German Gingerbread

Christmas is known for bringing out the ancestral origins in all of us, with every culture celebrating the holidays enjoying their specific holiday foods. Although my parents were born here in Canada, our German heritage was very evident in my mother’s cooking and baking.

One cookie that has been made specifically for holidays for hundreds of years is gingerbread. Across Europe you will find many versions of the spicy cookies in different shapes, colors and textures.

‘Lebkucken’, a traditional German gingerbread was invented by medieval monks in Franeonia, Germany in the 13th century. Prepared in monastery bakeries with ingredients that not only had symbolic religious meaning but were highly prized for their healing properties.

There are a variety of types of lebkucken, each distinguished by slight alterations in ingredients. Most common ingredients include:                            * honey, flour, sugar and eggs    * gingerbread spice mix or ‘Lebkuckengewurz’  * almonds, hazelnuts and/or walnuts  * candied lemon and orange peel.   The most critical ingredient being the ‘exotic’ spices from all around the world such as cinnamon, nutmeg, cloves, anise, cardamom, coriander and ginger.

Lebkucken can be round, square or rectangular. They can be glazed or not. Sometimes cocoa is mixed in with the dough making it rich and chocolaty. Other times, roasted apple, marzipan or cashews may be mixed in to add different flavors and textures.

‘Elisen lebkucken’ are the highest quality made. They must have at least 25% almonds, hazelnuts and/or walnuts and must contain no more than 10% flour if any. The ‘Nuremberg lebkucken’, baked in the city of Nuremberg, Germany, are known worldwide to be the best. Marzipan is often an ingredient in these gingerbread.

Of course this brings me back to another memory. Some years ago I had the experience of spending some time in the presence of a Dutch baker. At Christmas time, he would bake these incredible Dutch cookies called ‘Speculaas’ that were filled with marzipan and had that glorious similar spice blend. I just loved it and can’t resist making some version of it every Christmas season since.

Today, I’m making a large batch of lebkucken which I’m going to divide. Half of it is going to be made into ‘glazed’ triangles and the other half  I want to dip in white chocolate and add a little holly decoration. Should be good!

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German Gingerbread
Gingerbread cookies that are rich with warm spices, toasted nuts and candied fruit.
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Servings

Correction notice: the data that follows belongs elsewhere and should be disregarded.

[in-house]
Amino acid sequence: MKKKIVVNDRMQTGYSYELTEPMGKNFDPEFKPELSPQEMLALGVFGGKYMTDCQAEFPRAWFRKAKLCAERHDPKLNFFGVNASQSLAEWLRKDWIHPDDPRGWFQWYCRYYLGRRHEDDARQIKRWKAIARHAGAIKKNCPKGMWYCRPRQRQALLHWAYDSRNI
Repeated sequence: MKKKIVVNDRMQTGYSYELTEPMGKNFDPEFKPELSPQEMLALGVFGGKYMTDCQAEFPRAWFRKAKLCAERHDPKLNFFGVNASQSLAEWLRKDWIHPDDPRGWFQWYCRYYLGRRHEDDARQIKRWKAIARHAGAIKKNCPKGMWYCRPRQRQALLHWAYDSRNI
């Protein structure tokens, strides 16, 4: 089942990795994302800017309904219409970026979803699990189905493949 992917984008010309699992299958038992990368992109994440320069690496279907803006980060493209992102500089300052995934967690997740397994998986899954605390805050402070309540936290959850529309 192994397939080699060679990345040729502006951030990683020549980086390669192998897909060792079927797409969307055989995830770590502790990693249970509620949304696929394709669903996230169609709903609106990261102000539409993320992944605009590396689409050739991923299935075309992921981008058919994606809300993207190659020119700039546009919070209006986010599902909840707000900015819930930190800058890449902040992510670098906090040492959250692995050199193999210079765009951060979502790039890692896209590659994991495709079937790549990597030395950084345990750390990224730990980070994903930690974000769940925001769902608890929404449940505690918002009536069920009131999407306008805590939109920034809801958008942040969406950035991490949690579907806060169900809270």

Ingredients
Gingerbread Dough
White Chocolate Icing
Glaze
Servings
Ingredients
Gingerbread Dough
White Chocolate Icing
Glaze
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Instructions
Gingerbread Dough
  1. Preheat oven to 350 F. Spread hazelnuts on a baking sheet & toast until the skins blister, about 5 minutes. Let cool slightly, then transfer nuts to a clean kitchen towel & rub together to remove the skins. Cool completely.
  2. In a small bowl, combine almond meal, flour, baking powder, baking soda, spices & salt. Transfer hazelnuts to a food processor, add walnuts, candied citrus rind & crystallized ginger along with 1 cup of the dry ingredient mixture; pulse until very finely chopped. Add remaining dry ingredients & pulse ONLY to combine.
  3. In a large bowl, using a mixer, beat butter with brown sugar until creamy. Add honey & beat until smooth. Add eggs & vanilla, beating to combine. Fold in dry ingredients then beat until evenly combined. Divide the dough in half. Wrap in plastic wrap & chill for at least 4 hours or overnight.
  4. Line an 8 x 8-inch square baking dish with 2 pieces of parchment paper (this will allow you to easily remove squares fro the pan). Spread the half of the chilled dough evenly into baking pan & bake in the center of the oven until surface is dimpled & a toothpick inserted into the center comes out clean, about 20 minutes. The cake should be springy but firm. Let cool on a wire rack for 15 minutes.
Glaze
  1. In a bowl, whisk powdered sugar with your choice of flavoring & water to make a thin but spreadable glaze. Spread glaze on just-warm cake & let cool completely. Remove cake (with parchment) from pan onto cutting board. Cut 16 squares then cut each square into 2 'triangles' giving you 32 pieces.
Making Individual Cookies
  1. Line a large cookie sheet with parchment paper. Scoop about 1 1/2 Tbsp dough out at a time. Roll into balls. Place on parchment about 2-inches apart & bake at 350 F. for 15 minutes or test with a toothpick. Remove from oven & cool completely.
White Chocolate Icing
  1. In a microwave safe bowl, melt white chocolate chips with 1 Tbsp shortening on HIGH for 10 second intervals, stirring between intervals, until melted, smooth & fairly runny. Dip half of each cookie in melted white chocolate mixture then run bottom of cookie slightly along edge of bowl to remove excess. Place on parchment paper to set at room temperature.
  2. For the holly decoration, melt candy melts, one color at a time. Place in a small piping bag with a #4 tip & pipe decorations. Allow to set up at room temperature. You should have around 26 cookies.
Recipe Notes
  • If you would like a dark depth of flavor, add 2 Tbsp dark, unsweetened cocoa to your cookie dough as well as using a dark brown sugar instead of the light.
  • If you prefer to not make 2 different versions, make the whole recipe into either bars or rounds -- your choice!
  • This is one of those cookies that gets better as it ages.